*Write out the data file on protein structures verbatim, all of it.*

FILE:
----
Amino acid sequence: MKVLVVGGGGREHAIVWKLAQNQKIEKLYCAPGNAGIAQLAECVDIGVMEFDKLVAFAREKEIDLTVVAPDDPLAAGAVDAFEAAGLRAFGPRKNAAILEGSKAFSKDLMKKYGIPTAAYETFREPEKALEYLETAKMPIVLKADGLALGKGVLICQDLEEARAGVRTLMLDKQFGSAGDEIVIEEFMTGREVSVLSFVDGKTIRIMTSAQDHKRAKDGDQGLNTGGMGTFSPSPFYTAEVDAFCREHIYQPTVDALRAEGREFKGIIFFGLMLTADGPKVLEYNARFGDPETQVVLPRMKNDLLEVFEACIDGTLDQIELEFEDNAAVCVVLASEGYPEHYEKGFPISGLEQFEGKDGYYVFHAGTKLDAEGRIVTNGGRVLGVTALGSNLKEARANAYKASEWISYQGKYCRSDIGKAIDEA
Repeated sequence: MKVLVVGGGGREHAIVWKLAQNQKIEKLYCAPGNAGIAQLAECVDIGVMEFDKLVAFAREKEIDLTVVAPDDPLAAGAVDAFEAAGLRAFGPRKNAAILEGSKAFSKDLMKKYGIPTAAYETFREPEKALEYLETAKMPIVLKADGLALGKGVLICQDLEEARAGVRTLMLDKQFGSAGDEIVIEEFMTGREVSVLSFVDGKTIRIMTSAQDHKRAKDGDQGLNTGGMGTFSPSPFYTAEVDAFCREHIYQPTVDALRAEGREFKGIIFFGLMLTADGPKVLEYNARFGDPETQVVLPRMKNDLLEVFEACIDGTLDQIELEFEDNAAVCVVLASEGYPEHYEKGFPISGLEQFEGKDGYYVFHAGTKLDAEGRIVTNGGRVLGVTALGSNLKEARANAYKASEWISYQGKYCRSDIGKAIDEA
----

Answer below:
Amino acid sequence: MKVLVVGGGGREHAIVWKLAQNQKIEKLYCAPGNAGIAQLAECVDIGVMEFDKLVAFAREKEIDLTVVAPDDPLAAGAVDAFEAAGLRAFGPRKNAAILEGSKAFSKDLMKKYGIPTAAYETFREPEKALEYLETAKMPIVLKADGLALGKGVLICQDLEEARAGVRTLMLDKQFGSAGDEIVIEEFMTGREVSVLSFVDGKTIRIMTSAQDHKRAKDGDQGLNTGGMGTFSPSPFYTAEVDAFCREHIYQPTVDALRAEGREFKGIIFFGLMLTADGPKVLEYNARFGDPETQVVLPRMKNDLLEVFEACIDGTLDQIELEFEDNAAVCVVLASEGYPEHYEKGFPISGLEQFEGKDGYYVFHAGTKLDAEGRIVTNGGRVLGVTALGSNLKEARANAYKASEWISYQGKYCRSDIGKAIDEA
Repeated sequence: MKVLVVGGGGREHAIVWKLAQNQKIEKLYCAPGNAGIAQLAECVDIGVMEFDKLVAFAREKEIDLTVVAPDDPLAAGAVDAFEAAGLRAFGPRKNAAILEGSKAFSKDLMKKYGIPTAAYETFREPEKALEYLETAKMPIVLKADGLALGKGVLICQDLEEARAGVRTLMLDKQFGSAGDEIVIEEFMTGREVSVLSFVDGKTIRIMTSAQDHKRAKDGDQGLNTGGMGTFSPSPFYTAEVDAFCREHIYQPTVDALRAEGREFKGIIFFGLMLTADGPKVLEYNARFGDPETQVVLPRMKNDLLEVFEACIDGTLDQIELEFEDNAAVCVVLASEGYPEHYEKGFPISGLEQFEGKDGYYVFHAGTKLDAEGRIVTNGGRVLGVTALGSNLKEARANAYKASEWISYQGKYCRSDIGKAIDEA